Actual Gallery

Actual Gallery promotes acclaimed local artists to local market

Actual Gallery has kind of a dual meaning: for one, it’s a term for contemporary art (“art actuel”), and two, it’s a little bit cheeky – as in it’s one of Winnipeg’s rare, actually commercial galleries.
Its young director, Lisa Kehler, is as dedicated to showcasing critical contemporary art as she is to supporting the artists and selling their works.
“My commitment to them is marketing,” says Kehler. “To work with them and market them – and to watch them grow.”
Since opening in late July, Kehler has been busily trying to get her artists’ work featured in other exhibitions, collections and books.
“You don’t just sit back and wait for walk-ins,” she explains.
One of her main focuses is to pair “emerging collectors with these emerging artists.”
Many of her artists are already critically acclaimed in the art world, but locals don’t always get the chance to experience their art, and thus, a rare few collect their pieces.
“There’s very few collectors that live in Winnipeg,” says Kehler. “A lot of people’s focus is on taking local artists and positioning them internationally. A lot of people here have had no idea what they were doing and no opportunity to engage with it.”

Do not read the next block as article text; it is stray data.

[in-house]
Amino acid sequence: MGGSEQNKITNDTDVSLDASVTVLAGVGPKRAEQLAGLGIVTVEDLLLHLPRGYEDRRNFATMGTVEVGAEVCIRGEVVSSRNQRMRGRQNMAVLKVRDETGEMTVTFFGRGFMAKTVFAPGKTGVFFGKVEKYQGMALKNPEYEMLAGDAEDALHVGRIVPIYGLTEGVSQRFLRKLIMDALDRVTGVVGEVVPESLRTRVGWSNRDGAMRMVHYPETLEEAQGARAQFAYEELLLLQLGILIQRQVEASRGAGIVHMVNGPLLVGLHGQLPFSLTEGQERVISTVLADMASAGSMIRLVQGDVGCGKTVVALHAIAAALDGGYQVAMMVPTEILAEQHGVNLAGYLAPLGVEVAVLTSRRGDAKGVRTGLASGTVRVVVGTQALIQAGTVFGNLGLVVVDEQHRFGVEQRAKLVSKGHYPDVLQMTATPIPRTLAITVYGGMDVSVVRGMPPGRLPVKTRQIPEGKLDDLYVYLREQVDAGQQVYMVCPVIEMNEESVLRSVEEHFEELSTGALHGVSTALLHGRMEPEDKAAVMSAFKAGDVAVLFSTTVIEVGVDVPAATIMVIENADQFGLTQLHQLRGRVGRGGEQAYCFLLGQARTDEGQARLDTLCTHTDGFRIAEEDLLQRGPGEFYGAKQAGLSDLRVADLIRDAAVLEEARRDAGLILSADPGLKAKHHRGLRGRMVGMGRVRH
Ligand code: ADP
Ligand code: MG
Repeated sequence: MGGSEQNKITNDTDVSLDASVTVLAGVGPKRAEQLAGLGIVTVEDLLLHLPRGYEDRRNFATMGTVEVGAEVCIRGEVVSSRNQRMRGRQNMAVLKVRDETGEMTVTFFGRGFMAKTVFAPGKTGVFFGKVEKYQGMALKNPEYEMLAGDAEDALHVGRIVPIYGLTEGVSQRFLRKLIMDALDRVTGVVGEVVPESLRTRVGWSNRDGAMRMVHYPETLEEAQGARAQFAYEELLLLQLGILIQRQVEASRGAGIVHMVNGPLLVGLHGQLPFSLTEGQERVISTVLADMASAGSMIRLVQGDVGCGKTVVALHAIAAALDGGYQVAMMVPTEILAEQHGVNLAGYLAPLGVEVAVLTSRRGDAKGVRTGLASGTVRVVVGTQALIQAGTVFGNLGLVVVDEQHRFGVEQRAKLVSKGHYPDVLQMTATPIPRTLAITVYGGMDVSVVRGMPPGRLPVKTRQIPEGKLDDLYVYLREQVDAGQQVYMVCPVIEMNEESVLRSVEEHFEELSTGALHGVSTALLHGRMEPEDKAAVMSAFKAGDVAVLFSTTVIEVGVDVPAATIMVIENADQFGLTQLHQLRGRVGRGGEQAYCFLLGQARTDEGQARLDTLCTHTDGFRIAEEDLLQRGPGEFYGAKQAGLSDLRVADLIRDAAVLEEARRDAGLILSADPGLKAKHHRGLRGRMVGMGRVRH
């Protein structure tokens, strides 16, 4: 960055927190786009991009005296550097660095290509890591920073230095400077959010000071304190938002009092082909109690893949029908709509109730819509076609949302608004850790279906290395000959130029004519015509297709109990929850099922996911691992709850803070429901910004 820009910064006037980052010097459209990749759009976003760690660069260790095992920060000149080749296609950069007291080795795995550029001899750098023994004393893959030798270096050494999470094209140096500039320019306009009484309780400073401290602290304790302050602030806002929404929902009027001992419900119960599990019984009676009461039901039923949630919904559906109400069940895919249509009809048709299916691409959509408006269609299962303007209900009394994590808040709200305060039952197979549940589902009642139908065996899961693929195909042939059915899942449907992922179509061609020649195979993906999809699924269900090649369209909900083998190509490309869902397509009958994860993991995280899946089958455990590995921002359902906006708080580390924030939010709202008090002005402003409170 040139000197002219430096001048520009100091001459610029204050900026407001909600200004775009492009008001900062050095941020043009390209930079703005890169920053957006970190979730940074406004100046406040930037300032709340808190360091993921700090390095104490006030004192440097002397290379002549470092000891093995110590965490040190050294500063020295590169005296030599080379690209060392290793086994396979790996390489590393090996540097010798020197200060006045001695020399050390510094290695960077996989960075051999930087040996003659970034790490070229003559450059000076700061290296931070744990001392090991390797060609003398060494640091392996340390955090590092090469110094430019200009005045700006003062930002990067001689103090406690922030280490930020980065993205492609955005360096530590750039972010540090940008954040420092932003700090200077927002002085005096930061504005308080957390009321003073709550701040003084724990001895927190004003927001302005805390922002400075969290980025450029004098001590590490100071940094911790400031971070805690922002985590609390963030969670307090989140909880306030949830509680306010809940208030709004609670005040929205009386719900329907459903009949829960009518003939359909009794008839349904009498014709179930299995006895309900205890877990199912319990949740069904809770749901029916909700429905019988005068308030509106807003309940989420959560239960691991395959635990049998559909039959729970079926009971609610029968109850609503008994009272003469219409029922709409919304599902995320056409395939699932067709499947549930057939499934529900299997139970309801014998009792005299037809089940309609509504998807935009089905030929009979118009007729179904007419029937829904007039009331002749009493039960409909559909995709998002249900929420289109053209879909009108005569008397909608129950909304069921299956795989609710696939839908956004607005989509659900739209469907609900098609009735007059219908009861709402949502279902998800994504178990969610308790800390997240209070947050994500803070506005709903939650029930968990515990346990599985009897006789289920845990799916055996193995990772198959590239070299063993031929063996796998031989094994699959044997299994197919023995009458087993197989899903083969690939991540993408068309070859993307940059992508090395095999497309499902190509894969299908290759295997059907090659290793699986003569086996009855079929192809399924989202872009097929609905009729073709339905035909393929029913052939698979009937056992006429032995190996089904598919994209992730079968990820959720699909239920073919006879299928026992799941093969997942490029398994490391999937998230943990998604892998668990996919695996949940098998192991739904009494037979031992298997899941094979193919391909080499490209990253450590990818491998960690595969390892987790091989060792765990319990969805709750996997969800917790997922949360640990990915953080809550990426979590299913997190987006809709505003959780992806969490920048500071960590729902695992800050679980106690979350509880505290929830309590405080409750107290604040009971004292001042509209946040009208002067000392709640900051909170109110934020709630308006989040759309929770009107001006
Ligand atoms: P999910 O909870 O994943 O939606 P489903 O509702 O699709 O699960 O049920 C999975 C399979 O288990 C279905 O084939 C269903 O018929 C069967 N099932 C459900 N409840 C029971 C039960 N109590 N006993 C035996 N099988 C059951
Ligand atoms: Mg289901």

That’s exactly what Kehler hopes to change.
Her gallery, located at 300 Ross Ave., is unrelentingly local.
Artists she features have to have deep roots in Winnipeg. “They all have to have some connection to Winnipeg, whether they call it home or were born here,” says Kehler. “All of my artists still identify as Winnipeg artists.”
The initial response to the new gallery has been overwhelmingly positive, proving the demand for it.
Opening night saw more than 400 visitors. “I’ve been told it was one of the biggest art openings ever in Winnipeg,” says Kehler. “We sold a lot of work. The general reaction I think was, ‘This doesn’t look like Winnipeg, this doesn’t feel like Winnipeg.’
That’s what we want to change.”
The price range for the art at Actual is also reflective of the local market.
Works from the inaugural exhibition range from $200 to $8,000.
Of course, sales are open to other countries, so there’s always the chance that another collector could snag the deal first.
Kehler says she would be naïve to think that she could make the majority of her sales in Winnipeg to start out, but she’s hopeful that Winnipeggers’ appetite will continue to grow with the gallery.
She will also advocate for local artists at art events like Art Toronto and Papier in Montreal.
The gallery director has a background in sales plus plenty of formal training in the arts.

Lisa Kehler, director of Actual Gallery
Lisa Kehler, director of Actual Gallery

She received a bachelor of arts in art history from the University of Winnipeg, and after finding her niche in commercial contemporary art on South Granville’s gallery row in Vancouver, she went on to a master in curatorial practices.